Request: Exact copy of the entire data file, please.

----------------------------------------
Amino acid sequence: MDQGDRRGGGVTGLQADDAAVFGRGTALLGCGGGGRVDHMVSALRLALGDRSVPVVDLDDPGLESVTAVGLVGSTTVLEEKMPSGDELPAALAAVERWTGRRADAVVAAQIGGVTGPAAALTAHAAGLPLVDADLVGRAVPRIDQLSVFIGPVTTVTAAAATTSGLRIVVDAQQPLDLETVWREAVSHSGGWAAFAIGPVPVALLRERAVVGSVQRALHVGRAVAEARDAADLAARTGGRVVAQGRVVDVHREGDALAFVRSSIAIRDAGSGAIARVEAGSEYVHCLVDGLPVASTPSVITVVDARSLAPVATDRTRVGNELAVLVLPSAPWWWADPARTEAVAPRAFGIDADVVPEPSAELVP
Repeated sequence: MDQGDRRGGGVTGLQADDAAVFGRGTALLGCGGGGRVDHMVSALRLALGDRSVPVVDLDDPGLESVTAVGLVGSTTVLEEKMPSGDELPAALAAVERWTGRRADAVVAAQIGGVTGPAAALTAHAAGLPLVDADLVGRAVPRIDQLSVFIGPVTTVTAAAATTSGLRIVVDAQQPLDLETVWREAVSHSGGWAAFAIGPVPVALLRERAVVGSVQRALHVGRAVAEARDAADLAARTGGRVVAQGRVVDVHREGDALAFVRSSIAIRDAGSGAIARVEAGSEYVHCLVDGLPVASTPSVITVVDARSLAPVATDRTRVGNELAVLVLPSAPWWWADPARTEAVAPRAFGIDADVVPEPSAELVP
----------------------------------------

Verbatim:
Amino acid sequence: MDQGDRRGGGVTGLQADDAAVFGRGTALLGCGGGGRVDHMVSALRLALGDRSVPVVDLDDPGLESVTAVGLVGSTTVLEEKMPSGDELPAALAAVERWTGRRADAVVAAQIGGVTGPAAALTAHAAGLPLVDADLVGRAVPRIDQLSVFIGPVTTVTAAAATTSGLRIVVDAQQPLDLETVWREAVSHSGGWAAFAIGPVPVALLRERAVVGSVQRALHVGRAVAEARDAADLAARTGGRVVAQGRVVDVHREGDALAFVRSSIAIRDAGSGAIARVEAGSEYVHCLVDGLPVASTPSVITVVDARSLAPVATDRTRVGNELAVLVLPSAPWWWADPARTEAVAPRAFGIDADVVPEPSAELVP
Repeated sequence: MDQGDRRGGGVTGLQADDAAVFGRGTALLGCGGGGRVDHMVSALRLALGDRSVPVVDLDDPGLESVTAVGLVGSTTVLEEKMPSGDELPAALAAVERWTGRRADAVVAAQIGGVTGPAAALTAHAAGLPLVDADLVGRAVPRIDQLSVFIGPVTTVTAAAATTSGLRIVVDAQQPLDLETVWREAVSHSGGWAAFAIGPVPVALLRERAVVGSVQRALHVGRAVAEARDAADLAARTGGRVVAQGRVVDVHREGDALAFVRSSIAIRDAGSGAIARVEAGSEYVHCLVDGLPVASTPSVITVVDARSLAPVATDRTRVGNELAVLVLPSAPWWWADPARTEAVAPRAFGIDADVVPEPSAELVP